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Monkeypox vaccine vial
Photo of VA Central California Health Care System

On May 7, 2022, the world was alerted to a confirmed case of monkeypox in the United Kingdom. Since then, the virus has spread to many countries including the United States, and the World Health Organization has declared it a Public Health Emergency of International Concern.

On August 4, 2022, the Department of Health and Human Services declared monkeypox a Public Health Emergency in the United States.


VA is working in close collaboration with local and state public health authorities, as well as other federal agencies like Centers for Disease Control and Prevention (CDC), to ensure Veterans have access to testing, treatment, and prevention tools, such as antivirals and vaccines. In addition, VA is closely following clinical, infection control, and occupational health guidance provided by the CDC. 


Although recent spread of monkeypox cases is alarming, the virus is far less contagious than COVID-19. Monkeypox spreads by very close and/or prolonged contact with someone with symptoms, while COVID-19 can spread from an infected person who has no symptoms.

VA will receive approximately 13,000 vials of JYNNEOS™ monkeypox vaccine from Department of Health and Human Services as early as the end of August. Once VA receives its initial allocation of the vaccine, it will begin offering the JYNNEOS™ vaccine to Veterans at risk of infection.


For Veterans who need the vaccine, the series requires 2 doses per person, 28 days apart.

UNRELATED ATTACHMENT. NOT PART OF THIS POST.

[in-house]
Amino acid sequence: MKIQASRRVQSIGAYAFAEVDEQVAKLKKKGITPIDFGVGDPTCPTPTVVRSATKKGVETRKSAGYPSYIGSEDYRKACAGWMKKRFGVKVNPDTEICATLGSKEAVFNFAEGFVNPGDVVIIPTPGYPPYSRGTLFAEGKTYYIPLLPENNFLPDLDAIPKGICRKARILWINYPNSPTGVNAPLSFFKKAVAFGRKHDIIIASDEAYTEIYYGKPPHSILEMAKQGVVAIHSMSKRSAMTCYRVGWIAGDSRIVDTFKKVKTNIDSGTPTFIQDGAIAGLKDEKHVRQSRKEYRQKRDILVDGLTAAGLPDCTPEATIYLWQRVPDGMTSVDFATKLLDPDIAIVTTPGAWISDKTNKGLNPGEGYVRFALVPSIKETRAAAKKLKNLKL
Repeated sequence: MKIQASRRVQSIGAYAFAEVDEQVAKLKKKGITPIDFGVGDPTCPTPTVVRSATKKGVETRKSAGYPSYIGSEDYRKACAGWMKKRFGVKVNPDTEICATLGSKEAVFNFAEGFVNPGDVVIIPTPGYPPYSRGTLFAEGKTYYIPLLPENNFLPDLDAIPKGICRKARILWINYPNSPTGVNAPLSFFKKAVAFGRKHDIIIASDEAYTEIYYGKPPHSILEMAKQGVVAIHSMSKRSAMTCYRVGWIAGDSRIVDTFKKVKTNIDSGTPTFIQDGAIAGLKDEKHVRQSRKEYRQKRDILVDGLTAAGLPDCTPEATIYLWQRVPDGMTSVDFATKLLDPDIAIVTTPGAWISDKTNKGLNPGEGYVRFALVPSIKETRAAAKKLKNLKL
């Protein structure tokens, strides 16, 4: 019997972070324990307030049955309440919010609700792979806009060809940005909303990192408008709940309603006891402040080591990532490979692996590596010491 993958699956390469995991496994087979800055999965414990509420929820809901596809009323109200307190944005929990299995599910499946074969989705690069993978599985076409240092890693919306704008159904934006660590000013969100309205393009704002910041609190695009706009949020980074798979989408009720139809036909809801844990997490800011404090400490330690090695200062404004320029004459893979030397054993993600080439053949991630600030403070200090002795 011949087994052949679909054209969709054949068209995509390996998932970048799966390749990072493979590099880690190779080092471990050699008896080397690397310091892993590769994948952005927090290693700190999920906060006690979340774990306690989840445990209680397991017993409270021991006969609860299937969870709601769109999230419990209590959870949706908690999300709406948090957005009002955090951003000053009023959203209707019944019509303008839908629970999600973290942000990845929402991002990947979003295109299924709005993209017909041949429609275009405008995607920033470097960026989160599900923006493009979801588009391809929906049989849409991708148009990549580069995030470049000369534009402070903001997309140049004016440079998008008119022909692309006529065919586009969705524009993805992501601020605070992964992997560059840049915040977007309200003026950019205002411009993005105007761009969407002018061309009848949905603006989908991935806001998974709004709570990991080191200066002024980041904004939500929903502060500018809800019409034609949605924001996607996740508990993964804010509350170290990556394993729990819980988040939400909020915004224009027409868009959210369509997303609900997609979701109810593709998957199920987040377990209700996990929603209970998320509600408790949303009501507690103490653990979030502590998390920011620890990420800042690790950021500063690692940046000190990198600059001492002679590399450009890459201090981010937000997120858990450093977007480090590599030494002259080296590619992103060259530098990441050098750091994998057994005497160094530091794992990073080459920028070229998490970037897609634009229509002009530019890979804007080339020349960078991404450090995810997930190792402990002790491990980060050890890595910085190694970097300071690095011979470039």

• Due to the limited supply and to ensure availability for Veterans who need it, most Veterans will receive their dose of the vaccine in the shallow layers between their skin (intradermal) on their forearm, as authorized by an FDA Emergency Use Authorization.  This route, which is being used across the country, uses less vaccine per person and is safe and effective.


  • Some Veterans who have had a type of scarring called a “keloid” will get a dose in the upper arm that is injected in the layer of fat below the skin (subcutaneous).


Any person who comes in direct skin-to-skin contact with another who is infected may catch monkeypox. The current outbreak has, for now, disproportionately affected the gay, bisexual, and other men who have sex with men. California State Health Authorities currently recommend the vaccine for:


  • People who have been identified as a close contact of someone who has monkeypox (suspected or confirmed case) – typically the Public Health Department will contact you if you have been in contact with someone who has monkeypox.
  • Laboratory staff, healthcare workers, and public health response team members who routinely handle monkeypox virus samples for diagnosis or testing purposes or has a high-risk occupational exposure (this applies to VERY few people).
  • Attendees of events/venues where known monkeypox exposure has occurred within the past 14 days.
  • People who received the first dose of the monkeypox vaccine more than 28 days ago are eligible to receive the second dose.
  • Individuals of any sexual orientation or gender identity who engage in high-risk sexual activities. This may include any of the following, but not limited to:
    • Engaged in sex with multiple partners in the past 14 days
    • New Human Immunodeficiency Virus (HIV) diagnosis within the last 12 months
    • Were diagnosed with a Sexually Transmitted Infection (STI) within the past 12 months
    • Sex workers


People who are at risk for Monkeypox may also be at risk for getting HIV. Talk to your healthcare provider about if a daily medication to reduce your risk of getting HIV is right for you.

Veterans who think they may be at personal risk of exposure are encouraged to contact our monkeypox vaccination team at 559-225-6100, extension 3780 to get scheduled for the vaccine or for more


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